The Best Sailing Itinerary for Boat from Athens to Mykonos Greece

If you are planning a one way charter aboard a private boat from Athens to Mykonos, in this article you will find all the helpful details and information on how to get from the Greek capital, Athens, to the most famous of the Cyclades Islands, Mykonos. For several individuals, Greece is synonymous with islands. If you need a holiday from your active mainland Greek sailing holiday, the islands exert an irresistible pull.
Investigate a tight, twisty maze of whitewashed cubic houses with energetic trim. Dig your toes into the hot sand while. Go for a dip in the crystal-clear, bathwater-warm Aegean. Nurse an iced coffee along a bustling harbor front, their catch cleans while cuddly kittens greedily beg below.



Indulge in fresh seafood at a rustic seaside taverna, and chat together with the big personality whose family has owned the place for generations observing the sun gradually descend into the sea. Putter along remote-feeling roads around the spine of the island on a rented ATV, then drop back to a desert on a twisty lane -isle cove with an inviting shore. The Greek islands really do live up to their global acclaim.
I would rather spend the majority of my Greek yacht charter holiday visiting the nation’s amazing abundance of early sights, while I value a wholesome dose of restorative island time. Still, a visit to Greece isn’t complete without at least one island stay.

Related: Greece Travel Guide



The islands are broken up into distinct clusters:
The Ionian Islands, closer to Albania and Italy than to Athens, are Greece’s northwest gateway to the Adriatic and also the remainder of Europe — they’ve had more foreign invaders and rulers (from Venice, France, Britain, Russia, Austria, and so forth) than anywhere else in the nation. The primary island is Corfu (Kerkyra in Greek), with a bustling, architecturally eclectic principal town and a lush, green landscape scattered with attractions and beaches.
The Saronic Gulf Islands (Argosaronikos), handily wedged between the Peloponnese and Athens, ooze a great deal of island charm and provide you with a chance to escape from it all without really going very far. Hydra is in this group.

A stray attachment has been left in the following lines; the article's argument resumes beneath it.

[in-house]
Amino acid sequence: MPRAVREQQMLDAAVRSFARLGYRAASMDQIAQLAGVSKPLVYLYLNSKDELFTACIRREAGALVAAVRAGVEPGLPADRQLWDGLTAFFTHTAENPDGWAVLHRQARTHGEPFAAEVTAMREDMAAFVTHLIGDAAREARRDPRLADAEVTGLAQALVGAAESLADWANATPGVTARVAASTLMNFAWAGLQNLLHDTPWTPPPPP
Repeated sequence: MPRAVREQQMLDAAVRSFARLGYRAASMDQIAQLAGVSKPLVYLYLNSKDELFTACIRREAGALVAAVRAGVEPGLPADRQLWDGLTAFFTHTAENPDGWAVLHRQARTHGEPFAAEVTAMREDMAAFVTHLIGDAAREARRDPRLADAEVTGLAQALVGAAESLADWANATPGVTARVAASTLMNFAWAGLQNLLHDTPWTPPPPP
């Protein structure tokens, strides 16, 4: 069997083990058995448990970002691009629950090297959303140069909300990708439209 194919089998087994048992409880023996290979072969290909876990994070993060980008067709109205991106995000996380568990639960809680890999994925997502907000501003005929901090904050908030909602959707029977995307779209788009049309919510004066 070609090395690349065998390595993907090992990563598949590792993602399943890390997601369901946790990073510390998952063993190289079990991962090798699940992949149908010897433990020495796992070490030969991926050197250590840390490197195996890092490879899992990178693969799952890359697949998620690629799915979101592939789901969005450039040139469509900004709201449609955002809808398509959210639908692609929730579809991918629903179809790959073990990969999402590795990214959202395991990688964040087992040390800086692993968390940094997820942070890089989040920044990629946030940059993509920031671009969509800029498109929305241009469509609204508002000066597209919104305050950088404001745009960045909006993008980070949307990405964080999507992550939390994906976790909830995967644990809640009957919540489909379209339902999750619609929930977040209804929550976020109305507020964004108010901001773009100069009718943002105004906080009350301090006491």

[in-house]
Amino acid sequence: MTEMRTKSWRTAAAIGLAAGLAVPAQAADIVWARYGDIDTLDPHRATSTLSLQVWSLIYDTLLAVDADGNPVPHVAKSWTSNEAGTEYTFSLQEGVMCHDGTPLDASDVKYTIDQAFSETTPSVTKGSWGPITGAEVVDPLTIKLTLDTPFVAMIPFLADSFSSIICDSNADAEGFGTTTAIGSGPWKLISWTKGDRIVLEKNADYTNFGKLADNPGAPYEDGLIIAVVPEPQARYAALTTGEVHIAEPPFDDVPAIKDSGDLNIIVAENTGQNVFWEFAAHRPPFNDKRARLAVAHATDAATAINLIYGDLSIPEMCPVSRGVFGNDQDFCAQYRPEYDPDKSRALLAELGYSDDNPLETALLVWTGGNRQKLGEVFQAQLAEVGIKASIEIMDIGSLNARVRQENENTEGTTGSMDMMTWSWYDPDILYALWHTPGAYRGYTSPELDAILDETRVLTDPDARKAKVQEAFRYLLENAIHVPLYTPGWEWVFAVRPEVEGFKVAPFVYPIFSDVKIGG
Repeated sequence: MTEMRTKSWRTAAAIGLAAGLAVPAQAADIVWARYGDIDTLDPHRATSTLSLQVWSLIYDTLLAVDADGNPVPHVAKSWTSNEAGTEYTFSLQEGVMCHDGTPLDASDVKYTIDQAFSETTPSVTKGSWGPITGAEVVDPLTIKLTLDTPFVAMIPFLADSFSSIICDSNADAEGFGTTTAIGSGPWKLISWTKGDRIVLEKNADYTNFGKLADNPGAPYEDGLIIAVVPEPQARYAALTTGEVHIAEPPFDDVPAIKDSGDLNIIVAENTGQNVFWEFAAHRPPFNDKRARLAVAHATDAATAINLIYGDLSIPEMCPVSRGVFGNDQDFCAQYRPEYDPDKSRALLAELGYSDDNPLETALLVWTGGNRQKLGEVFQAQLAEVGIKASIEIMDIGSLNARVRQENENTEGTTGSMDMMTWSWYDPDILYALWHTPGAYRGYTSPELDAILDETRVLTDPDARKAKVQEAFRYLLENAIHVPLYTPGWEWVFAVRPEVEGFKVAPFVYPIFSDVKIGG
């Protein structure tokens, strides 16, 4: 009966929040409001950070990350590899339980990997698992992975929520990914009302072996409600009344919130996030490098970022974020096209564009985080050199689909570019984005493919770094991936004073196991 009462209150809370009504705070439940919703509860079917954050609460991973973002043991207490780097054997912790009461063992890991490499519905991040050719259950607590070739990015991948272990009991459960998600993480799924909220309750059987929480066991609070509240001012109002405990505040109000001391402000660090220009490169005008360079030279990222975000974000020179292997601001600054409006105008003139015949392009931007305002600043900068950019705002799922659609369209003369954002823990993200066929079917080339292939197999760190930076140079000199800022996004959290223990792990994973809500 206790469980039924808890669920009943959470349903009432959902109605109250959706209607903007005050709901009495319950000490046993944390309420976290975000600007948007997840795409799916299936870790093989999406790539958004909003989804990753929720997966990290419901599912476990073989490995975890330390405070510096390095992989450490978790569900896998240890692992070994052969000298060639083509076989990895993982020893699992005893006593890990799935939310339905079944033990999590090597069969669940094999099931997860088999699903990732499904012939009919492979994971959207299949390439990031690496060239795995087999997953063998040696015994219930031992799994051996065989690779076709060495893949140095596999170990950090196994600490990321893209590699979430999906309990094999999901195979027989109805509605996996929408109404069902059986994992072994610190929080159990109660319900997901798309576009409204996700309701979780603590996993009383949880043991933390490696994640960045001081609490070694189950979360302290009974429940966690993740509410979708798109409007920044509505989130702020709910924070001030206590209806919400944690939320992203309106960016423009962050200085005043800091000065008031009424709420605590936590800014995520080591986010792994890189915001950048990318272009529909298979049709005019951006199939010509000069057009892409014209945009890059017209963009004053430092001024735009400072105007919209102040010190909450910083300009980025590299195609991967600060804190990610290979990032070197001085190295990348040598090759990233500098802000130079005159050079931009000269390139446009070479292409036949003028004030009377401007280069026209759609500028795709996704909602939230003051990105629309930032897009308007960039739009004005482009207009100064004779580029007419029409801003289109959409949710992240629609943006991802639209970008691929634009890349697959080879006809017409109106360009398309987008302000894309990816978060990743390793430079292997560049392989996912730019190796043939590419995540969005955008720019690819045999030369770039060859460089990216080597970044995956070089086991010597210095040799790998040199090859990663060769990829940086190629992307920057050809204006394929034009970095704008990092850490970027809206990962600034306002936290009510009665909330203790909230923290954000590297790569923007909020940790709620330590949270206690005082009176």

The giant Evia island, which is attached to the mainland by a bridge, dominates the Sporades Islands, due east of Athens. Less touristed by international visitors and forested, the Sporades are a convenient and popular weekend escape for Athenians.
The Cycladic Islands (or simply Cyclades) — a bit further south, between Athens and Crete — are the prototypical “Greek islands,” boasting chalk-white houses with colorful windowsills and doorways; rugged, sun-parched landscapes; delightful seashores; old-fashioned white windmills topped with tufts of grass-like unkempt hair; and an almost overwhelming crush of international visitors. Santorini and Mykonos are the two most well-known and greatest of the Cyclades. Near Mykonos is the archaeological site of Delos (one of the most crucial locales of the primeval world).

The Dodecanese Islands, at the shining, southeastern end of the Greek properties, are more rustic and not as developed than the Cyclades. Their closeness to Turkey and historical ties to Venice give them a hybrid Turkish-Venetian flavor (though the people is largely ethnic Greek, these isles unified with Greece only after World War II). Rhodes, with an appealing and very real-feeling old town, is the biggest of these islands.